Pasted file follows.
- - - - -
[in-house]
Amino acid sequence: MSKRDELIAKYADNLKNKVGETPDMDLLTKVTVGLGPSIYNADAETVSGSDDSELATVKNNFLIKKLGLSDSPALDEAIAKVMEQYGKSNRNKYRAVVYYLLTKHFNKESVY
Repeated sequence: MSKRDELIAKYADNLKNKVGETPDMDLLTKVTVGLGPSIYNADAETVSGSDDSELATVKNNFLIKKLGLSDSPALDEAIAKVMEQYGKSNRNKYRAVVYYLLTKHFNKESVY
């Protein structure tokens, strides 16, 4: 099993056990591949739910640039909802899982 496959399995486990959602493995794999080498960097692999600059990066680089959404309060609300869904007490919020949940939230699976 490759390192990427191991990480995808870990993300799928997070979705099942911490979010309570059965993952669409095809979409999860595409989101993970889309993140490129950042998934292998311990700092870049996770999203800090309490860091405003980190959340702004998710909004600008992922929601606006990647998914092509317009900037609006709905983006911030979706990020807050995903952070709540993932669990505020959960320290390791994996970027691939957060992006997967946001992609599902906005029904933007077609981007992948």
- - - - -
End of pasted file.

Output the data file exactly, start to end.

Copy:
[in-house]
Amino acid sequence: MSKRDELIAKYADNLKNKVGETPDMDLLTKVTVGLGPSIYNADAETVSGSDDSELATVKNNFLIKKLGLSDSPALDEAIAKVMEQYGKSNRNKYRAVVYYLLTKHFNKESVY
Repeated sequence: MSKRDELIAKYADNLKNKVGETPDMDLLTKVTVGLGPSIYNADAETVSGSDDSELATVKNNFLIKKLGLSDSPALDEAIAKVMEQYGKSNRNKYRAVVYYLLTKHFNKESVY
């Protein structure tokens, strides 16, 4: 099993056990591949739910640039909802899982 496959399995486990959602493995794999080498960097692999600059990066680089959404309060609300869904007490919020949940939230699976 490759390192990427191991990480995808870990993300799928997070979705099942911490979010309570059965993952669409095809979409999860595409989101993970889309993140490129950042998934292998311990700092870049996770999203800090309490860091405003980190959340702004998710909004600008992922929601606006990647998914092509317009900037609006709905983006911030979706990020807050995903952070709540993932669990505020959960320290390791994996970027691939957060992006997967946001992609599902906005029904933007077609981007992948």